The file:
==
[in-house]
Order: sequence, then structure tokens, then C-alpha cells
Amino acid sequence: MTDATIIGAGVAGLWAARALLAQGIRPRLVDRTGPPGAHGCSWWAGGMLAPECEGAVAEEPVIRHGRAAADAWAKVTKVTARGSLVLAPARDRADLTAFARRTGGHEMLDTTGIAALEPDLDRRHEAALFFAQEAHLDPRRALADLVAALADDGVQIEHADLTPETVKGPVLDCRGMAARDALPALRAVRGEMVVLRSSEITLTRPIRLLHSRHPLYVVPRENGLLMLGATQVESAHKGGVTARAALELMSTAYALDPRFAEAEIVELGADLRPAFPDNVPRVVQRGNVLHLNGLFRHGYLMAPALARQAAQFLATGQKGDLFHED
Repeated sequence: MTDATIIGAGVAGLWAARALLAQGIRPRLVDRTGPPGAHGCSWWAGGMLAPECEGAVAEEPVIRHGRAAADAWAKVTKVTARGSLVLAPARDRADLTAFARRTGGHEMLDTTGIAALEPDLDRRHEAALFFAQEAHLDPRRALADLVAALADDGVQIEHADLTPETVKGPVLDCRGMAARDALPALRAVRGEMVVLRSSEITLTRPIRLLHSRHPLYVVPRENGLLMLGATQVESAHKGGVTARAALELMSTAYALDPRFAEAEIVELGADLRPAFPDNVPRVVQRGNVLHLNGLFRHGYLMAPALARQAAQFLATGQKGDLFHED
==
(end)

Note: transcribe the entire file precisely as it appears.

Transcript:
[in-house]
Order: sequence, then structure tokens, then C-alpha cells
Amino acid sequence: MTDATIIGAGVAGLWAARALLAQGIRPRLVDRTGPPGAHGCSWWAGGMLAPECEGAVAEEPVIRHGRAAADAWAKVTKVTARGSLVLAPARDRADLTAFARRTGGHEMLDTTGIAALEPDLDRRHEAALFFAQEAHLDPRRALADLVAALADDGVQIEHADLTPETVKGPVLDCRGMAARDALPALRAVRGEMVVLRSSEITLTRPIRLLHSRHPLYVVPRENGLLMLGATQVESAHKGGVTARAALELMSTAYALDPRFAEAEIVELGADLRPAFPDNVPRVVQRGNVLHLNGLFRHGYLMAPALARQAAQFLATGQKGDLFHED
Repeated sequence: MTDATIIGAGVAGLWAARALLAQGIRPRLVDRTGPPGAHGCSWWAGGMLAPECEGAVAEEPVIRHGRAAADAWAKVTKVTARGSLVLAPARDRADLTAFARRTGGHEMLDTTGIAALEPDLDRRHEAALFFAQEAHLDPRRALADLVAALADDGVQIEHADLTPETVKGPVLDCRGMAARDALPALRAVRGEMVVLRSSEITLTRPIRLLHSRHPLYVVPRENGLLMLGATQVESAHKGGVTARAALELMSTAYALDPRFAEAEIVELGADLRPAFPDNVPRVVQRGNVLHLNGLFRHGYLMAPALARQAAQFLATGQKGDLFHED